Tonight while driving my 1998 E320 (51,000 miles) the check engine light
came on, along with "check engine electronics" in the analog readout. I
didn't notice any difference in the way the car drove or ran, but it still
worries me. Does anyone know what could cause this, will it be covered under
the starmark warranty and can I still drive the car until the dealer can get
my car in? Thanks for quick replies.
First off, check and make sure the fuel filler cap is tightly secured. It
will cause the CE light to come on if it's not tightened down, or in some
way allowing air to escape.
If that doesn't resolve it, find an auto supply parts desk with an OBDII
scanner you can borrow (typically you leave a driver's license and walk the
unit out to the car for a quick test). That will give you the pending and
stored fault codes, which you can look up online for further
It usually turns out to be a sensor of some kind O2 or MAS or gascap or fuel
level pressure sensor, possibly the charcoal cannister that temporarily
absorbs gasoline vapors from the gas tank. If you overfilled your gastank,
by the way, it can flood the charcoal cannister and cause rough running, the
CE light to come on, and possibly ruin the cannister.
Some things to start with.
All depends what went wrong. Almost all electrical failures are covered, i.e.
the air mass sensor,
purge valve, O2 sensors, etc. But vacuum leaks are not covered, i.e. evap vent
valve, hoses at the
charcoal cannister, etc. Just about anything causing P0170 or P0173 is covered.
But not all are
covered for P0450 or P0455. If you live in California, you are also covered by
It may be as simple as the gas cap not being tight (if it is loose, it might
take a few days of driving to clear). You might be able to go by somewhere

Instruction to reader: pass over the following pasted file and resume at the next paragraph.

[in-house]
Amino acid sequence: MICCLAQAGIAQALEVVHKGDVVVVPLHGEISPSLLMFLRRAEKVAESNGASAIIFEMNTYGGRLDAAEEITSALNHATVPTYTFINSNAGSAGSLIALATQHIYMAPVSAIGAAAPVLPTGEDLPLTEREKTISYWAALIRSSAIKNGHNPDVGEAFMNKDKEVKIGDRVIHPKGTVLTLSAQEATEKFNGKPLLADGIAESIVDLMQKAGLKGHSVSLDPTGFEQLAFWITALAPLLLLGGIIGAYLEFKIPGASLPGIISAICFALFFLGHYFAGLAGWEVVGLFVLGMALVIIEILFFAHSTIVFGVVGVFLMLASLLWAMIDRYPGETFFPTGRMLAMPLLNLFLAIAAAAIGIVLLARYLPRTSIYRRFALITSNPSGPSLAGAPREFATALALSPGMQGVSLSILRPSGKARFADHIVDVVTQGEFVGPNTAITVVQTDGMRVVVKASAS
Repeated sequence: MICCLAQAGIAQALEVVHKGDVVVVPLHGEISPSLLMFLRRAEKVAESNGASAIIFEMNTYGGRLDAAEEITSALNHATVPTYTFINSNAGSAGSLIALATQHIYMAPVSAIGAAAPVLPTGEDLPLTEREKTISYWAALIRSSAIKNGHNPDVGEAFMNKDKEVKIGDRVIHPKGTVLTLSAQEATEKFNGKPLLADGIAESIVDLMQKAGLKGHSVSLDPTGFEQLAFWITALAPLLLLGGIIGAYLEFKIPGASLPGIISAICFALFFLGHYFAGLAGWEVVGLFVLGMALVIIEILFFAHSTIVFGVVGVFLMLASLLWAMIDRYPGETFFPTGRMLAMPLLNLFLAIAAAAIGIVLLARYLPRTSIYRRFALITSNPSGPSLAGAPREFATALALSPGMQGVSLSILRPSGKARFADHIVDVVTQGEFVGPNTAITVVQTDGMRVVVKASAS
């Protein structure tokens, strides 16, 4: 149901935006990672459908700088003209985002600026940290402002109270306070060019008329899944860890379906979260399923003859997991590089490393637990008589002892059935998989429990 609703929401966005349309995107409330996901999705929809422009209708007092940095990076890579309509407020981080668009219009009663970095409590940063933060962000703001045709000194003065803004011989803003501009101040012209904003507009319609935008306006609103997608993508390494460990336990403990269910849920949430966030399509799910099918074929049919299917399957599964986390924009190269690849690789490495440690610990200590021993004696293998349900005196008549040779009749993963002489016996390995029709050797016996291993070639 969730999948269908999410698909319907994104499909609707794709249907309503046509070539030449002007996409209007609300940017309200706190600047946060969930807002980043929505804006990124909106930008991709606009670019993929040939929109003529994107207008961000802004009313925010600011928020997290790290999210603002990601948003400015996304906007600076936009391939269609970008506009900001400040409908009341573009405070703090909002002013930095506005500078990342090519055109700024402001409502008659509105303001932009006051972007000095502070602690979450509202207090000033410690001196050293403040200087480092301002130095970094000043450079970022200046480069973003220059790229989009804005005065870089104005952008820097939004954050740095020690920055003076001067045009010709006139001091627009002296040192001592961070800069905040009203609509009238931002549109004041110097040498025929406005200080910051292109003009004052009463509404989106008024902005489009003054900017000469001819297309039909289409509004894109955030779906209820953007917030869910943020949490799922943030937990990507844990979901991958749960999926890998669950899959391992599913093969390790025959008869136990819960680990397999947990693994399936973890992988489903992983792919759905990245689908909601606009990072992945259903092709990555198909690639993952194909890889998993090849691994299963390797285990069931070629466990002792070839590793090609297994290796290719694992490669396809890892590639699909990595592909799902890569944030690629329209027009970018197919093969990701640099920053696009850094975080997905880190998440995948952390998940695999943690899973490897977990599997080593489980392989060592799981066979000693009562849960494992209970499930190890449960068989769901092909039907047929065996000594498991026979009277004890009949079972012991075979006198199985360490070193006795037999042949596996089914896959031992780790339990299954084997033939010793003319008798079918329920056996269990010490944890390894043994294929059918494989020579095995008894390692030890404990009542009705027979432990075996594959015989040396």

like Autozone and have them check the OBDII codes.
On this topic, it is a great investment to buy an OBDII code reader.
You can get them for under $100 so you can read the codes yourself
before going to the dealer. The same OBDII system is on all cars
after 1996 I think. This way you can find out right away, and also
make sure dealers dont charge you for things you dont need. Most of
them you just connect the plug and read the code. The codes are
published many places. The plugs all have to be within 3' of the
steering wheel and freely available.
I have this one
I found it on ebay for <$100 once.
By law, all code readers must read the P0xxx codes, i.e. P0170, P0455. They do
not read the P1xxx
and P2xxx fault codes. As an example, say you have a air pump fault, it would
be P0410 on a code
reader. Big deal, P0410 is 'fault in air injection logic chain'. So you spend a
lot of time trying
to figure out what went wrong. If you had the MB SDS tester, [$25000 and up!!],
you would get fault
code P2003 and you would save a bunch of test time knowing that the problem is a
lazy O2 sensor
[yes, the O2 sensor is how the engine knows the air injection is working, by
'seeing' the burst of
fresh air and the instant lean-ness at the sensor. If the sensor does not
instantly change its
values, you get a fault code].
<Agreed> wrote in message
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